Marlborough Fault System

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Map of the Marlborough Fault System
Major active fault zones of New Zealand showing variation in displacement vector of Pacific Plate relative to Australian Plate along the boundary

The Marlborough Fault System is a set of four large dextral strike-slip faults and other related structures in the northern part of South Island, New Zealand, which transfer displacement between the mainly transform plate boundary of the Alpine fault and the mainly destructive boundary of the Kermadec Trench, and together form the boundary between the Australian and Pacific Plates.[1]


The Marlborough Fault System consists of four main dominantly strike-slip fault strands, which together carry almost all of the displacement associated with the plate boundary. Other smaller faults form as splays of these main faults or accommodate deformation of the crust between them, such as the Newton and Hura Faults at the western end of the Hope Fault and the Jordan Thrust that formed the Seaward Kaikoura Range. The dextral strike-slip across this zone has also involved clockwise rotation of the intervening fault blocks of about 20° since the early Pliocene.[2]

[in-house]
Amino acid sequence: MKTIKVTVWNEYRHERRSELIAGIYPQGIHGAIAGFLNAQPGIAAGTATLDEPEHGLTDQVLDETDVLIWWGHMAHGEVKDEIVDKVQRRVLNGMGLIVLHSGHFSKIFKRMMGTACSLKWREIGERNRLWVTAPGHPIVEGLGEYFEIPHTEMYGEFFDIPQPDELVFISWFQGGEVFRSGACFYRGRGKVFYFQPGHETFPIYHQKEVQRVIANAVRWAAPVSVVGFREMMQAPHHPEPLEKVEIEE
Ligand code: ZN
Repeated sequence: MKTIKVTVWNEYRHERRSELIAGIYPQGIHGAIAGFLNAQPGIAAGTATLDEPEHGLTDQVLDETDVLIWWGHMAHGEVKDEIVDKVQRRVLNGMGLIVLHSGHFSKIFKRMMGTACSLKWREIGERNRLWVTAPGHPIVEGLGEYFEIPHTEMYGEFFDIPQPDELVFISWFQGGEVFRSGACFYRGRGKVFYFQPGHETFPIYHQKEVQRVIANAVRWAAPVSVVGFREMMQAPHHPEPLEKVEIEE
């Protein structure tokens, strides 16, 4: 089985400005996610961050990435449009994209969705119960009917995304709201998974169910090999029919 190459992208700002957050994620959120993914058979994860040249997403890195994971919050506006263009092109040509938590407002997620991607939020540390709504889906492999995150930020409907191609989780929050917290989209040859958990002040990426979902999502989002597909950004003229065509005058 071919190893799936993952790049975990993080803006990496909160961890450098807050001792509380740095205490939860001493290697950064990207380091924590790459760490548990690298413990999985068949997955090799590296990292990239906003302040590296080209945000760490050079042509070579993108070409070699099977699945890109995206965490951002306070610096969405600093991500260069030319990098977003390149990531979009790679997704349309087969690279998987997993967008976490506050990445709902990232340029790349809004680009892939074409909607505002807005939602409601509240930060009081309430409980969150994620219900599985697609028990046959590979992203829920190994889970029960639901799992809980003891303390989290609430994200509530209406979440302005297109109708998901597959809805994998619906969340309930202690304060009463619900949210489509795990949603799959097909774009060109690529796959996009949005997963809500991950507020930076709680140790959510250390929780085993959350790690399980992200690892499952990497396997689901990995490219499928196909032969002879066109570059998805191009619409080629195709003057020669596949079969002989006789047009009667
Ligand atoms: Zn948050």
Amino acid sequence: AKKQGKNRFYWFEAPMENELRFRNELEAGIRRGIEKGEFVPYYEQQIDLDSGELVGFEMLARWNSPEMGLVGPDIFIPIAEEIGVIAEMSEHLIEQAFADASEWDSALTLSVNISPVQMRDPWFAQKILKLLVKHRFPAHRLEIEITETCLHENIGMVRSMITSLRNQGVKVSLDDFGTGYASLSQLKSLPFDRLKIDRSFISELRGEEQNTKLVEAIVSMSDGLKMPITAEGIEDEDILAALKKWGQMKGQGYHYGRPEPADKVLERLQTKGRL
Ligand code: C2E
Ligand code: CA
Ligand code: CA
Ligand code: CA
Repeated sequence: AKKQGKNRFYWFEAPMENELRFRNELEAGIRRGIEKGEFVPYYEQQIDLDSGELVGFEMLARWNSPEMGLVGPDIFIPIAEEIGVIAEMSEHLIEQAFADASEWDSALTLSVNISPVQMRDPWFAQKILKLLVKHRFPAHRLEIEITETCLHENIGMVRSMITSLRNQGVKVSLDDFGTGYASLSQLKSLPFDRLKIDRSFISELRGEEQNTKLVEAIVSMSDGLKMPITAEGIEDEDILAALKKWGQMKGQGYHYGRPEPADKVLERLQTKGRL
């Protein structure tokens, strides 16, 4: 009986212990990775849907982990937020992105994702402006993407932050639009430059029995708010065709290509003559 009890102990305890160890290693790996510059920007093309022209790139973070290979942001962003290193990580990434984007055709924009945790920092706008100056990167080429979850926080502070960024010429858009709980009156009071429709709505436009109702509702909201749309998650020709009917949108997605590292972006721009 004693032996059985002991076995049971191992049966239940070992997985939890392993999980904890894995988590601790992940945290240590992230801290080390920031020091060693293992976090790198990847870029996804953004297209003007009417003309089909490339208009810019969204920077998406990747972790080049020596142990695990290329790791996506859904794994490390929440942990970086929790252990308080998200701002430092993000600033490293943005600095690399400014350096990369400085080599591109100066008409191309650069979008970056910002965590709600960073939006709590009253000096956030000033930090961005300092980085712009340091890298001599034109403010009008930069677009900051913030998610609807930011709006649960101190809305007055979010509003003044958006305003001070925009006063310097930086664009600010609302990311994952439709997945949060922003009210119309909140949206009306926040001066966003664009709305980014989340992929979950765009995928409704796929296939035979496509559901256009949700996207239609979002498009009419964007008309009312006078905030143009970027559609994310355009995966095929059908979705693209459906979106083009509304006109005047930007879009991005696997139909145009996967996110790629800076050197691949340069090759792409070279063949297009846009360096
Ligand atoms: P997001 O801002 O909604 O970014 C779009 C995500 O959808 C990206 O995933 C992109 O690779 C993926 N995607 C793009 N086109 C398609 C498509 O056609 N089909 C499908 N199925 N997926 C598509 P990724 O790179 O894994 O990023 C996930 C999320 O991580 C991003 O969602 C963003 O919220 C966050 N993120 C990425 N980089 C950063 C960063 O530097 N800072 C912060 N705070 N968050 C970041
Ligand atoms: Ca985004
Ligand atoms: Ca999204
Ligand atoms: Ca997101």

The Marlborough Fault System formed at about 5 Ma, during the early Pliocene, in response to a change in plate motions. The new plate vector was significantly oblique to the Alpine Fault, causing an increased amount of convergence. The set of strike-slip faults formed to accommodate this change by taking up most of the strike-slip component. [3]


There are four main fault strands, although many other smaller faults, of either strike-slip or thrust type are known.

Main Faults[edit]

Hope Fault[edit]